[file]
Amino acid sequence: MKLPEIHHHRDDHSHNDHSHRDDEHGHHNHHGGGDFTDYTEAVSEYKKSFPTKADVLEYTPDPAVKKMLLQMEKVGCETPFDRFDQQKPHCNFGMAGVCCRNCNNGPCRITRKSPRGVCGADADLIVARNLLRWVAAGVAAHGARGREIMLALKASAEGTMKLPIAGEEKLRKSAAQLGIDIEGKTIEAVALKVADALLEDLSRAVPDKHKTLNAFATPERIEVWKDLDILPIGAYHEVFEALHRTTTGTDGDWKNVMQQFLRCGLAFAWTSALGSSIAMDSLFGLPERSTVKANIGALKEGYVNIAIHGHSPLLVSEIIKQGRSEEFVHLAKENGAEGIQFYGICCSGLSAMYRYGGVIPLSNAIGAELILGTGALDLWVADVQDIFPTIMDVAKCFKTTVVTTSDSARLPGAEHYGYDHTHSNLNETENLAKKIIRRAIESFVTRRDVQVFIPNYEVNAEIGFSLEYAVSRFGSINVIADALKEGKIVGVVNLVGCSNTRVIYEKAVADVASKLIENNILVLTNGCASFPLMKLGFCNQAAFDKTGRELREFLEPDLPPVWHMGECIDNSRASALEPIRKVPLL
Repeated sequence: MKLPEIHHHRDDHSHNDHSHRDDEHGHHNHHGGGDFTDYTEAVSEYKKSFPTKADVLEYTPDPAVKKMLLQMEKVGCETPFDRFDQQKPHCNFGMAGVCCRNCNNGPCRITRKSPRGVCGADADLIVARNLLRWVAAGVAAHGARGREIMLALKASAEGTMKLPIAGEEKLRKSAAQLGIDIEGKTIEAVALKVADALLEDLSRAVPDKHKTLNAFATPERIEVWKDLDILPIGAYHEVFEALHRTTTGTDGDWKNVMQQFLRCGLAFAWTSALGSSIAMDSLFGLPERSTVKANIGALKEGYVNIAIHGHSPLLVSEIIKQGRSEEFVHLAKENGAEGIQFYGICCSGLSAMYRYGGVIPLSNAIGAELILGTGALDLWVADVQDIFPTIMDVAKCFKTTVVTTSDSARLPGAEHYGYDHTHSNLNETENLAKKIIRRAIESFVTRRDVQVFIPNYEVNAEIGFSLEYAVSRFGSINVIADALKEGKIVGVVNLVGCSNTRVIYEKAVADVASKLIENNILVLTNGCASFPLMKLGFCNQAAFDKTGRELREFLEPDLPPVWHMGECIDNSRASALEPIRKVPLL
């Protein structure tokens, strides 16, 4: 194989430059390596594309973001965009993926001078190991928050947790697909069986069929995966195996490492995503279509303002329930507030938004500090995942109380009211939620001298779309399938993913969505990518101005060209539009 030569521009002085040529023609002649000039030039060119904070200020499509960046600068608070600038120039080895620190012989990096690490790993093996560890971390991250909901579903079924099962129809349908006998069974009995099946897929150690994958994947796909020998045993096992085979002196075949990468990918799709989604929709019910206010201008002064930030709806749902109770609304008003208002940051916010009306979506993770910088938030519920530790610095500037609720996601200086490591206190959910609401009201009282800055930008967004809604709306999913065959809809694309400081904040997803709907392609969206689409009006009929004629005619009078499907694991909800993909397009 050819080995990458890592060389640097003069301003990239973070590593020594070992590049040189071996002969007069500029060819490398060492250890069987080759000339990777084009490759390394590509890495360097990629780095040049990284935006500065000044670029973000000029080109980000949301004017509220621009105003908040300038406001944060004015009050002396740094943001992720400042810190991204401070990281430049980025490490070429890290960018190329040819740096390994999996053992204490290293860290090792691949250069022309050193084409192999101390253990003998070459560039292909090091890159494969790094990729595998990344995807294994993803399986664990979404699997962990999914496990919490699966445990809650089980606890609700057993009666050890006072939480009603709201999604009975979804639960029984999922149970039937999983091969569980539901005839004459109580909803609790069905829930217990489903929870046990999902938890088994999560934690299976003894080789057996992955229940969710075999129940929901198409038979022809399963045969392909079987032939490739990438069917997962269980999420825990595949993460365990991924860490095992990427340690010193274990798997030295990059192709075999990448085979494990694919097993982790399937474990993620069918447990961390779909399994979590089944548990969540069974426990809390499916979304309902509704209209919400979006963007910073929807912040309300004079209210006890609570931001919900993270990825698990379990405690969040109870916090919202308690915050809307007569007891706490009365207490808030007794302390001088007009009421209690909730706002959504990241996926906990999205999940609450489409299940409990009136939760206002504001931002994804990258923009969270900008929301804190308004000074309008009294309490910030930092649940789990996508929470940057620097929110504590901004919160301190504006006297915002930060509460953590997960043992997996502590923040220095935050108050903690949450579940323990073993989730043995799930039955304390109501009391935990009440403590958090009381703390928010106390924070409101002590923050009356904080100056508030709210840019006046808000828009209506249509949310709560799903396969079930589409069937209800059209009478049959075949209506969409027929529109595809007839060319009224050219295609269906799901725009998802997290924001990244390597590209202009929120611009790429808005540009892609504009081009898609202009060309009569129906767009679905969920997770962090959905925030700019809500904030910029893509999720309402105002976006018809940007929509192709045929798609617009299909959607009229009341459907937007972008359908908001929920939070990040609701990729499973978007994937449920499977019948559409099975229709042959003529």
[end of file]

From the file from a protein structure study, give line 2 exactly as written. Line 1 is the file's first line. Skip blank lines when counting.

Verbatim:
Repeated sequence: MKLPEIHHHRDDHSHNDHSHRDDEHGHHNHHGGGDFTDYTEAVSEYKKSFPTKADVLEYTPDPAVKKMLLQMEKVGCETPFDRFDQQKPHCNFGMAGVCCRNCNNGPCRITRKSPRGVCGADADLIVARNLLRWVAAGVAAHGARGREIMLALKASAEGTMKLPIAGEEKLRKSAAQLGIDIEGKTIEAVALKVADALLEDLSRAVPDKHKTLNAFATPERIEVWKDLDILPIGAYHEVFEALHRTTTGTDGDWKNVMQQFLRCGLAFAWTSALGSSIAMDSLFGLPERSTVKANIGALKEGYVNIAIHGHSPLLVSEIIKQGRSEEFVHLAKENGAEGIQFYGICCSGLSAMYRYGGVIPLSNAIGAELILGTGALDLWVADVQDIFPTIMDVAKCFKTTVVTTSDSARLPGAEHYGYDHTHSNLNETENLAKKIIRRAIESFVTRRDVQVFIPNYEVNAEIGFSLEYAVSRFGSINVIADALKEGKIVGVVNLVGCSNTRVIYEKAVADVASKLIENNILVLTNGCASFPLMKLGFCNQAAFDKTGRELREFLEPDLPPVWHMGECIDNSRASALEPIRKVPLL